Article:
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Tuesday, Oct 22, 2019

‘Avoid firecrackers this Diwali, but if must…’: Environment minister Prakash Javadekar

The minister was speaking on the measures taken by the Union government to improve Delhi’s air quality in recent years.

india Updated: Oct 07, 2019 21:34 IST
Soumya Pillai
Soumya Pillai
Hindustan Times, New Delhi
The pollution problem, the minister said, was first acknowledged by the Bharatiya Janata Party (BJP) government at the centre.
The pollution problem, the minister said, was first acknowledged by the Bharatiya Janata Party (BJP) government at the centre.(HT file photo)
         

Union minister Prakash Javadekar appealed on Monday for people to avoid using firecrackers during Diwali this year and said that if one must, “they should use only green firecrackers” in order to avoid an air pollution crisis that has become an annual problem during this time of the year.

The minister was speaking on the measures taken by the Union government to improve Delhi’s air quality in recent years. “I would say do not burn firecrackers. I hope that children, students will tell their parents to not bring firecrackers. If you have to, do not buy other firecrackers, buy green firecrackers,” he said.

The pollution problem, the minister said, was first acknowledged by the Bharatiya Janata Party (BJP) government at the centre. “Recognition of the existence of a problem is the beginning of finding a solution. Before 2014, no one even spoke about pollution monitoring. We have been proactive in fighting pollution,” he said.

The minister also spoke on the problem of stubble burning and said Centre has provided Rs 1,151 crore to state governments of Punjab, Haryana, Uttar Pradesh and Delhi for subsidy on machinery required for management of crop residue.

“The biggest question and it will come again is stubble burning… We have provided funds amounting to Rs 1,151.80 crore to state governments to give subsidies on machinery required for management of crop residue. With these mechanised options we are sure that stubble burning cases will go down,” Javadekar said.

There were 8,000 ‘agriculture management implements’ distributed in Punjab and 9,187 equipment given out in Haryana, the minister added.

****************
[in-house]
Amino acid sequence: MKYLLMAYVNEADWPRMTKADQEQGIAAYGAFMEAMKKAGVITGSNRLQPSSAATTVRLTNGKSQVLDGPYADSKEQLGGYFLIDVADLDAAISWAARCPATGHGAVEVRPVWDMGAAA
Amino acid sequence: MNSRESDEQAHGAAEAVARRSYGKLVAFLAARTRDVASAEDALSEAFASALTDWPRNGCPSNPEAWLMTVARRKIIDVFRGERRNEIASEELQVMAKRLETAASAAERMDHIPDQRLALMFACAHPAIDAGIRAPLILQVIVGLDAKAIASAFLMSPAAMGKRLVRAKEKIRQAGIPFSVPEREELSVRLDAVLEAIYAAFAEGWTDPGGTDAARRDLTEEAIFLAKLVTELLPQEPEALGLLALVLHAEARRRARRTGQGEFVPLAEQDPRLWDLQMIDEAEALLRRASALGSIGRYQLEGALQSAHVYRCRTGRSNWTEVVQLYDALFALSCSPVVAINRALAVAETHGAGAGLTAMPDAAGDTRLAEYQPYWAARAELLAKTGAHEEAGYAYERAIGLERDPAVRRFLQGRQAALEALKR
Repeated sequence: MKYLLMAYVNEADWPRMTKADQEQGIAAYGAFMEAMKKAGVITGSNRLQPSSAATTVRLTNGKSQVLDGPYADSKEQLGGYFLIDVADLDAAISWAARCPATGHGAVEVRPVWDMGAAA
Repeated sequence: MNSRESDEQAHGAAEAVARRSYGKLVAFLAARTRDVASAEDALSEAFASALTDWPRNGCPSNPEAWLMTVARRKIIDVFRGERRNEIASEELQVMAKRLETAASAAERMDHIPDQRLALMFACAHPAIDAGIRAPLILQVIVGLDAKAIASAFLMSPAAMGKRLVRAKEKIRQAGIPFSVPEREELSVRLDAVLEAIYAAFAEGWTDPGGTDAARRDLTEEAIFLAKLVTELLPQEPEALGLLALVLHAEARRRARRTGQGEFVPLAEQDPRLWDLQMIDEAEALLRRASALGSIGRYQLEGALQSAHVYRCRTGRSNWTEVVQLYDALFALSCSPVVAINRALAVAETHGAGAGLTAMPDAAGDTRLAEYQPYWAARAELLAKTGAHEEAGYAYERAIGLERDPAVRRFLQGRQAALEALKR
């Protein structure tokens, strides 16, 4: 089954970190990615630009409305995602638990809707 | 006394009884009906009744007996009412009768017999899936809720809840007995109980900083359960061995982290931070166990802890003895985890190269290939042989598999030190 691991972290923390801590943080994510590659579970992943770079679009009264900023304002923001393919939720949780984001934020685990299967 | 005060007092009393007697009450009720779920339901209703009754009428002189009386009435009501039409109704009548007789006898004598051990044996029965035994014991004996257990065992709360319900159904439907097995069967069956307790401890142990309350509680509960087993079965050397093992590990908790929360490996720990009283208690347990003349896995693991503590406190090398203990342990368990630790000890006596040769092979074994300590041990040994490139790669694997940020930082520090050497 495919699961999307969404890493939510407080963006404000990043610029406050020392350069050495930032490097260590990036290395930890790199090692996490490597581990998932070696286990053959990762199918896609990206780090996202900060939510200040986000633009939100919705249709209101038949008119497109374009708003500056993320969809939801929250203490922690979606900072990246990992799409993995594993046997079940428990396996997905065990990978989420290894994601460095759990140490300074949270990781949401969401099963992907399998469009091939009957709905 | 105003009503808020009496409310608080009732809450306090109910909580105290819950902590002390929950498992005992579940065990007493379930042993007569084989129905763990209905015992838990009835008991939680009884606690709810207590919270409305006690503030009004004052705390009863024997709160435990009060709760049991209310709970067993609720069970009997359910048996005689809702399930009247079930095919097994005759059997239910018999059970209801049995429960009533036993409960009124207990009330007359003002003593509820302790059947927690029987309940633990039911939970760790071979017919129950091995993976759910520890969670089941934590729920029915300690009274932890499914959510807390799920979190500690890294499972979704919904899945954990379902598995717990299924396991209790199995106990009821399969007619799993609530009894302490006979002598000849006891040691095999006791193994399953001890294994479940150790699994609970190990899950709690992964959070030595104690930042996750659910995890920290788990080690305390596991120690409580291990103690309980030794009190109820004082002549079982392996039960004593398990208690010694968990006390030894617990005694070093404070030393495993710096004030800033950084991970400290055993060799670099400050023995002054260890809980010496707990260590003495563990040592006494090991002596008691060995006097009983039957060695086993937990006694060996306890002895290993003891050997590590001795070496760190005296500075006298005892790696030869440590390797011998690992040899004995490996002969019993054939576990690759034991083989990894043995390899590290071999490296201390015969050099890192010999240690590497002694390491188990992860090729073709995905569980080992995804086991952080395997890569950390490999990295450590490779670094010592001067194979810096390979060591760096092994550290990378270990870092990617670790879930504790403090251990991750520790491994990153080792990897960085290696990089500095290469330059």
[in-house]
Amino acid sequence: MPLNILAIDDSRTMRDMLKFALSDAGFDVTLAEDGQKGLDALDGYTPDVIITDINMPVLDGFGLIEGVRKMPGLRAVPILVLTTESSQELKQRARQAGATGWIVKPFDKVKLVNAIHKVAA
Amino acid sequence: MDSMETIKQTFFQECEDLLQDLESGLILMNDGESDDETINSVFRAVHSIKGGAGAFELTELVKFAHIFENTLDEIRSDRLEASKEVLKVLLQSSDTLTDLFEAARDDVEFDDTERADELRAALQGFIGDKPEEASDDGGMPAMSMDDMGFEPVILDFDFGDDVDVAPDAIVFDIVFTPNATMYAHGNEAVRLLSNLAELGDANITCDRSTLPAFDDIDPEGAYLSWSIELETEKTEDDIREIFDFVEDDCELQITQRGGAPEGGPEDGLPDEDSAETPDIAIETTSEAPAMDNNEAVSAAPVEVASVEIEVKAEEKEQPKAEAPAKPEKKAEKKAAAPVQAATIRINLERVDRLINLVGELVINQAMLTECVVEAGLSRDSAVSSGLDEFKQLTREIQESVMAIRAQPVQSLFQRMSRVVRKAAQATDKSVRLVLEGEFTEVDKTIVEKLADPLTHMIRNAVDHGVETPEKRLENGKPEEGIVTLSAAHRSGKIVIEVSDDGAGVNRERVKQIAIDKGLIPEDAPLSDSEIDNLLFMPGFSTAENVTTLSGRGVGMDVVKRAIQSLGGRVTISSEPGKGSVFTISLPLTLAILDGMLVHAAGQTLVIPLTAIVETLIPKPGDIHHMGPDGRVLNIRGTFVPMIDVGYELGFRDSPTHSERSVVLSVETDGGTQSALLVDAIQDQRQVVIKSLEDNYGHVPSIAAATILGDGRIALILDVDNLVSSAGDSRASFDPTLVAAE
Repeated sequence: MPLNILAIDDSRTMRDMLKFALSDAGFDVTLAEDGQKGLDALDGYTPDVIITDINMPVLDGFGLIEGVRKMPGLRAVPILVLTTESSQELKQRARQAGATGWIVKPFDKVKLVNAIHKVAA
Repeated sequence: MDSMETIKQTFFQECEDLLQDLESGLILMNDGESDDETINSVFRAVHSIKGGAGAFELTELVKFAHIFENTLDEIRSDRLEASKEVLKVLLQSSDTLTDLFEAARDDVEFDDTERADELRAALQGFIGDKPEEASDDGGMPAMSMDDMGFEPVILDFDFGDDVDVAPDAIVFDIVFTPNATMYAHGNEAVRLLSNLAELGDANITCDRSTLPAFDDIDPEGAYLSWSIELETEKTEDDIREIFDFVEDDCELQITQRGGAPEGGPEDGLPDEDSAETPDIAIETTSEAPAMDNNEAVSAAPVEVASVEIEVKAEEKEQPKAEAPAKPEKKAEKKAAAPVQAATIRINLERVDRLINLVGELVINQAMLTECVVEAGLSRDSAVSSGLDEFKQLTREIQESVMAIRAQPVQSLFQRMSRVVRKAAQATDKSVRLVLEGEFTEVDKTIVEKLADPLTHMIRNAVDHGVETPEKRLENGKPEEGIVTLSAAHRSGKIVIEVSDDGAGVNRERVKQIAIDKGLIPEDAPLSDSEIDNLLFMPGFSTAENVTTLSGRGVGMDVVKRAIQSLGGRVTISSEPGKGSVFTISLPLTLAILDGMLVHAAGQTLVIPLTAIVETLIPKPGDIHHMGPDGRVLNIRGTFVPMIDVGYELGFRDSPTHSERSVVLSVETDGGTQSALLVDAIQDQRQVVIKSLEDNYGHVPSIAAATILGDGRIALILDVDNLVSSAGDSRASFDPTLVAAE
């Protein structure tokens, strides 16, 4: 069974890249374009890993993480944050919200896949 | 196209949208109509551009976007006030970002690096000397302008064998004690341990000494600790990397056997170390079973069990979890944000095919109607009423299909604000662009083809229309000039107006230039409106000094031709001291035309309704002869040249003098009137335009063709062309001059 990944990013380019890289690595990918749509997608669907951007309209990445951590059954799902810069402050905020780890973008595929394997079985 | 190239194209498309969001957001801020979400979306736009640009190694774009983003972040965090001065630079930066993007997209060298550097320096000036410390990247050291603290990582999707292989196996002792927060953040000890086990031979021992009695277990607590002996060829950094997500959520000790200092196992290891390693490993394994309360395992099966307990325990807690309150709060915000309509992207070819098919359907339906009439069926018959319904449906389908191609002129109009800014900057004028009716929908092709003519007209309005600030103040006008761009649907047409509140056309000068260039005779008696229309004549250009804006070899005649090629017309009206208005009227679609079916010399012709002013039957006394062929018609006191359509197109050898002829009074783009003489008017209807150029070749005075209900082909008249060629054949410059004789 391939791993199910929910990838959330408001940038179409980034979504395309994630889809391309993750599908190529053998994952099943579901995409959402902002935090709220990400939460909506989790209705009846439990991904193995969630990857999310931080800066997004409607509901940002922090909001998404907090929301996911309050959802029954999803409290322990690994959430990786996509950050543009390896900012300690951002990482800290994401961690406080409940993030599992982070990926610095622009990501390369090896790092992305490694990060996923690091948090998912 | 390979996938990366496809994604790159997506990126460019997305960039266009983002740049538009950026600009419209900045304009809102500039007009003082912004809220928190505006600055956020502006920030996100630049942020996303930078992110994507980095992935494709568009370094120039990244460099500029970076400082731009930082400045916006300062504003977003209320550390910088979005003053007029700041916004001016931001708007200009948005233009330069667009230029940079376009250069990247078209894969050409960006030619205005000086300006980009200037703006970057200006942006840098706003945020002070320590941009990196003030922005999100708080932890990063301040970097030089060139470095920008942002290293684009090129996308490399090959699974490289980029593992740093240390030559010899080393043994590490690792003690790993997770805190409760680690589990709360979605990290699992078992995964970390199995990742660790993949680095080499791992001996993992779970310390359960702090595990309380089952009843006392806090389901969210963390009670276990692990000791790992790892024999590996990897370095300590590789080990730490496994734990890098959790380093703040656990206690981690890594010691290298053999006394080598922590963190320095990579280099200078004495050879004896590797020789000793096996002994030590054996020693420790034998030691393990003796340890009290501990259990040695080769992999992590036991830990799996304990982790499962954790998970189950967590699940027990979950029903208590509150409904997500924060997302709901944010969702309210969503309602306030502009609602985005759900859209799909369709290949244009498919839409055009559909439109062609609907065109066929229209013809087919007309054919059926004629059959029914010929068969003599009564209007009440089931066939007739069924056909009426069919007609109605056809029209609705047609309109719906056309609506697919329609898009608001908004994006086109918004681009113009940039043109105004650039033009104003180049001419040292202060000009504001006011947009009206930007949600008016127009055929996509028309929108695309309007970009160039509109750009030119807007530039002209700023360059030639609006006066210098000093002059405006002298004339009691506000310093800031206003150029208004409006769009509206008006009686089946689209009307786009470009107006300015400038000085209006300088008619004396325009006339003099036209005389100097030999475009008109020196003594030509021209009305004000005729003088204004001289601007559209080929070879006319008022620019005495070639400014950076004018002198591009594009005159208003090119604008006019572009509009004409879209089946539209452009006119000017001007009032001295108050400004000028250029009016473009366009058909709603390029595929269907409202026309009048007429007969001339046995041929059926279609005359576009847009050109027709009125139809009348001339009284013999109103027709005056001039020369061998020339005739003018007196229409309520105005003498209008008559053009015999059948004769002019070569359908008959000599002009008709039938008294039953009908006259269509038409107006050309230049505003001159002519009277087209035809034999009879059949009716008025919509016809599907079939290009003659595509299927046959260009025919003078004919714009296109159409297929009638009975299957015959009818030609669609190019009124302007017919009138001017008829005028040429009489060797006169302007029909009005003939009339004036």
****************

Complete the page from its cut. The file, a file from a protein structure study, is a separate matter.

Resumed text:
“Recognition of the existence of a problem is the beginning of finding a solution for the problem. Before 2014, no one even spoke about pollution monitoring. We have been proactive in fighting pollution,” he said.

Citing a report by the ministry of agriculture, Javadekar said that the paddy residue burning incidents in 2018 had reduced by 15% compared to 2017 and 41% compared to 2016. Indian Council for Agricultural Research (ICAR) estimates show that in 2018, over 100,000 cases of crop stubble burning were reported.

Farmers in Punjab and Haryana burn paddy stubble left behind after harvest in order to turn the field around for sowing winter crops between mid-October and mid-November. The stubble remnants are a result of how harvesting machines commonly used are designed: they cut stalks a few inches above the ground, leaving the rest in the soil.

HT had on October 2 reported that satellite image analysis showed that there was a higher area under cultivation in Punjab and Haryana this year. A National Aeronautics and Space Administration (Nasa) scientist said this could lead to a spike in the number of stubble burning incidents.

Javadekar also targeted Delhi chief minister Arvind Kejriwal for advertisements by the Aam Aadmi Party (AAP) government taking credit for bringing down pollution levels. “We do not believe in indulging in the politics of credit taking. People will not be fooled by lip service,” he said.

A senior official from the CM’s office said, “We are not after any credit. The union government can take all the credit. But we also request the centre that they take steps to reduce the stubble burning cases in the neighbouring states and bring down pollution levels in Delhi.”

First Published: Oct 07, 2019 21:13 IST

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